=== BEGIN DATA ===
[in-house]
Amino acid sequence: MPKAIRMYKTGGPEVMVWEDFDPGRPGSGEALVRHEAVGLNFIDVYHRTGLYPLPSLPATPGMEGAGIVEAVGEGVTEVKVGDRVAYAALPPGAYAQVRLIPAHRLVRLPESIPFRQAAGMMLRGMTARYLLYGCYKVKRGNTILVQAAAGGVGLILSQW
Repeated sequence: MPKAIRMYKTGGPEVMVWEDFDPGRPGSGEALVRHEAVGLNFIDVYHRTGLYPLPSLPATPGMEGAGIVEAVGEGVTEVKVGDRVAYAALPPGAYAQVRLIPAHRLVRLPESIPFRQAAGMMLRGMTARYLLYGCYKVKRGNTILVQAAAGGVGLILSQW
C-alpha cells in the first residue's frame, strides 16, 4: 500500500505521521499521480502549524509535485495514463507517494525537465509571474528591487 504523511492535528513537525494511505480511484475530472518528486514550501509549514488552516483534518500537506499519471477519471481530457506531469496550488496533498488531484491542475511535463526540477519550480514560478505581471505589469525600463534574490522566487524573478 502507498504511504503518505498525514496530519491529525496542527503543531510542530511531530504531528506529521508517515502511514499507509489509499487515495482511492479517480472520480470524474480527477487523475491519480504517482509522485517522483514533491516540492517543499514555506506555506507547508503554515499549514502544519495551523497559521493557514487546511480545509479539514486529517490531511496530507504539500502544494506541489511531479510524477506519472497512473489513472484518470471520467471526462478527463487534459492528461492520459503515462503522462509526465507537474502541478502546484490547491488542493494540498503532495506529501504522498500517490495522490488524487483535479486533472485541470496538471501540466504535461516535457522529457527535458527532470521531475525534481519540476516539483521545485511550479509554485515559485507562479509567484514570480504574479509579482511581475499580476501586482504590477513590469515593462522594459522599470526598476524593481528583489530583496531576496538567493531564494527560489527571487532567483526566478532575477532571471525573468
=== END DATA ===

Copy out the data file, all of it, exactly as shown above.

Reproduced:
[in-house]
Amino acid sequence: MPKAIRMYKTGGPEVMVWEDFDPGRPGSGEALVRHEAVGLNFIDVYHRTGLYPLPSLPATPGMEGAGIVEAVGEGVTEVKVGDRVAYAALPPGAYAQVRLIPAHRLVRLPESIPFRQAAGMMLRGMTARYLLYGCYKVKRGNTILVQAAAGGVGLILSQW
Repeated sequence: MPKAIRMYKTGGPEVMVWEDFDPGRPGSGEALVRHEAVGLNFIDVYHRTGLYPLPSLPATPGMEGAGIVEAVGEGVTEVKVGDRVAYAALPPGAYAQVRLIPAHRLVRLPESIPFRQAAGMMLRGMTARYLLYGCYKVKRGNTILVQAAAGGVGLILSQW
C-alpha cells in the first residue's frame, strides 16, 4: 500500500505521521499521480502549524509535485495514463507517494525537465509571474528591487 504523511492535528513537525494511505480511484475530472518528486514550501509549514488552516483534518500537506499519471477519471481530457506531469496550488496533498488531484491542475511535463526540477519550480514560478505581471505589469525600463534574490522566487524573478 502507498504511504503518505498525514496530519491529525496542527503543531510542530511531530504531528506529521508517515502511514499507509489509499487515495482511492479517480472520480470524474480527477487523475491519480504517482509522485517522483514533491516540492517543499514555506506555506507547508503554515499549514502544519495551523497559521493557514487546511480545509479539514486529517490531511496530507504539500502544494506541489511531479510524477506519472497512473489513472484518470471520467471526462478527463487534459492528461492520459503515462503522462509526465507537474502541478502546484490547491488542493494540498503532495506529501504522498500517490495522490488524487483535479486533472485541470496538471501540466504535461516535457522529457527535458527532470521531475525534481519540476516539483521545485511550479509554485515559485507562479509567484514570480504574479509579482511581475499580476501586482504590477513590469515593462522594459522599470526598476524593481528583489530583496531576496538567493531564494527560489527571487532567483526566478532575477532571471525573468